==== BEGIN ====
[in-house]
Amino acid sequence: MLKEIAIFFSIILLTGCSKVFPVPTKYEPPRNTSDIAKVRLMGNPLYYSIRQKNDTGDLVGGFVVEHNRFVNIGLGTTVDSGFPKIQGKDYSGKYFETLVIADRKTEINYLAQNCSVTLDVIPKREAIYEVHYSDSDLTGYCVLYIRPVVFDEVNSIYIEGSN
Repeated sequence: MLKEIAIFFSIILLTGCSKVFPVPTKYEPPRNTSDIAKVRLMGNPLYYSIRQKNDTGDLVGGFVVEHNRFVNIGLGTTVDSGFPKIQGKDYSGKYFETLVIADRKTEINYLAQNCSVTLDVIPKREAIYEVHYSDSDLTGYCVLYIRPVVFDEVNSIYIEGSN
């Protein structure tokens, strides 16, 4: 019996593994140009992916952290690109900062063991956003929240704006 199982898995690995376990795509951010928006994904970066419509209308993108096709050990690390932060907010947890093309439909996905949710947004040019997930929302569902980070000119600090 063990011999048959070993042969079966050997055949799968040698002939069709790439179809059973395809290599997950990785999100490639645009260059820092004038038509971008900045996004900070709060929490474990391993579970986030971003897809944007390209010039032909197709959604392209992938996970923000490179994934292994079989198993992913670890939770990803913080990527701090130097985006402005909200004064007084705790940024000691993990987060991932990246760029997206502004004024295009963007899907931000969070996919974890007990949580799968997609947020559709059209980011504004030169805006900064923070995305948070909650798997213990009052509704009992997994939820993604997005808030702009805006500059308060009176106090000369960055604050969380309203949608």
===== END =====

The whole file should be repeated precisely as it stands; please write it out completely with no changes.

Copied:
[in-house]
Amino acid sequence: MLKEIAIFFSIILLTGCSKVFPVPTKYEPPRNTSDIAKVRLMGNPLYYSIRQKNDTGDLVGGFVVEHNRFVNIGLGTTVDSGFPKIQGKDYSGKYFETLVIADRKTEINYLAQNCSVTLDVIPKREAIYEVHYSDSDLTGYCVLYIRPVVFDEVNSIYIEGSN
Repeated sequence: MLKEIAIFFSIILLTGCSKVFPVPTKYEPPRNTSDIAKVRLMGNPLYYSIRQKNDTGDLVGGFVVEHNRFVNIGLGTTVDSGFPKIQGKDYSGKYFETLVIADRKTEINYLAQNCSVTLDVIPKREAIYEVHYSDSDLTGYCVLYIRPVVFDEVNSIYIEGSN
């Protein structure tokens, strides 16, 4: 019996593994140009992916952290690109900062063991956003929240704006 199982898995690995376990795509951010928006994904970066419509209308993108096709050990690390932060907010947890093309439909996905949710947004040019997930929302569902980070000119600090 063990011999048959070993042969079966050997055949799968040698002939069709790439179809059973395809290599997950990785999100490639645009260059820092004038038509971008900045996004900070709060929490474990391993579970986030971003897809944007390209010039032909197709959604392209992938996970923000490179994934292994079989198993992913670890939770990803913080990527701090130097985006402005909200004064007084705790940024000691993990987060991932990246760029997206502004004024295009963007899907931000969070996919974890007990949580799968997609947020559709059209980011504004030169805006900064923070995305948070909650798997213990009052509704009992997994939820993604997005808030702009805006500059308060009176106090000369960055604050969380309203949608």